Two months ago, we visited different homes in Nejapa, so that patients who could not travel to the Samaritan clinic could receive medical attention and emotional support while undergoing treatment for their chronic illnesses.
Scroll down to learn about the story of Mercedes, a patient suffering a chronic illness who lives in the area surrounding AMOS’ offices.
“I felt they saved my life” were the first words that Mercedes expressed when asked about how she first learned about the Samaritan Clinic.
22 years ago, she visited the clinic, and after seeing the doctor and some tests, she was ultimately diagnosed with a disease that ended up in the removal of her uterus at a hospital.
Although she felt well cared for at the time, she did not take care of her health again because she was too afraid of having medical check-ups and discovering that she had a disease.
Six years ago her mother died from complications related to diabetes and now all her siblings suffer from the same disease. So, Mercedes avoided going to the doctor out of fear of being diagnosed with the same disease.
Last year, Mercedes began to feel cramps in her legs and was losing a lot of weight. One time she was visiting one of her sisters she felt unwell and her sister had her take a glucose test; the results showed more than 500 (normal range is between 70-100).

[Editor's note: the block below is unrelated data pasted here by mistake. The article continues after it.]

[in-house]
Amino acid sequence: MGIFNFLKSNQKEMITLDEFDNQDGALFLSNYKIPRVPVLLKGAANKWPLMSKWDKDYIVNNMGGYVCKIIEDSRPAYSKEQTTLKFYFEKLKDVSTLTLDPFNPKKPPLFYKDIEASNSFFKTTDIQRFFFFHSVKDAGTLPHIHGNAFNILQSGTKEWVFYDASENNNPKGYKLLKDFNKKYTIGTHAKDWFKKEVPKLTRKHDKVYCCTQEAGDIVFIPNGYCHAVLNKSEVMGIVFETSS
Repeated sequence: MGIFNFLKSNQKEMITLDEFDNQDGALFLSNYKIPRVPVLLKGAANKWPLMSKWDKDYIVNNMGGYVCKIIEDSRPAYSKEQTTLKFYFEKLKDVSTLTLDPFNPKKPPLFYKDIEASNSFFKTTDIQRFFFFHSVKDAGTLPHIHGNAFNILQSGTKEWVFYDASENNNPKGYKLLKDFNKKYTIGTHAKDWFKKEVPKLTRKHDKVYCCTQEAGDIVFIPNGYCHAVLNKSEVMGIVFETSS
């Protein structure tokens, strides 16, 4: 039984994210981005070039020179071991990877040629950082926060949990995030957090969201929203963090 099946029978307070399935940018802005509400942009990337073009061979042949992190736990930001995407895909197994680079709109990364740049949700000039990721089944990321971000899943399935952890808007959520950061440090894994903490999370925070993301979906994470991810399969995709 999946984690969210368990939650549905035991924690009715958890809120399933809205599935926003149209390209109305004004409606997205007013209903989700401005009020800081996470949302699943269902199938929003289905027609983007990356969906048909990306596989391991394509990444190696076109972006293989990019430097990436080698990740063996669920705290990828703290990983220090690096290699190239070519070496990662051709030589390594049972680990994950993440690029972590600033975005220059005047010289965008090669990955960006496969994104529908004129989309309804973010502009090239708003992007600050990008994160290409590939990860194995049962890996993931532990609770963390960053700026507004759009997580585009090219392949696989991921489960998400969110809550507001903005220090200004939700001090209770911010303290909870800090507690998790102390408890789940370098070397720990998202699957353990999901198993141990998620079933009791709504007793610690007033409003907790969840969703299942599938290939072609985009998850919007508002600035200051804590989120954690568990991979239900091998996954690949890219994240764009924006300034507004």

Maria Eveling, an AMOS-trained Urban Health Educator, began to measure Mercedes’ blood pressure and advised her to visit the Samaritan Clinic. When Mercedes arrived at the clinic she was desperate because she had a lot of pain in an abscess below her belly button. The doctor who assisted her prescribed the medicines she needed, and gave her a follow-up appointment for her diabetes because at the moment her glucose test result was 360.
The following weeks, Mercedes took her treatment seriously and completely changed her lifestyle. She started to feel better and to enjoy Maria Eveling’s company. During the home visit to Mercedes’ house in April, the AMOS medical team and volunteers from Nicaragua Medical Missions discovered that Mercedes’ glucose levels were already normal.
Mercedes, who has improved her health during the last two months, feels very thankful for everything she has learned about her illness, and commented: “I am grateful to the people who help this community [Nejapa] and people from nearby areas, those who support the Samaritan Clinic, for allowing an Urban Health Educator to be able to represent the community”.
Thank you for helping us serve people like Mercedes! This would not be possible without the generous and faithful support of our partners.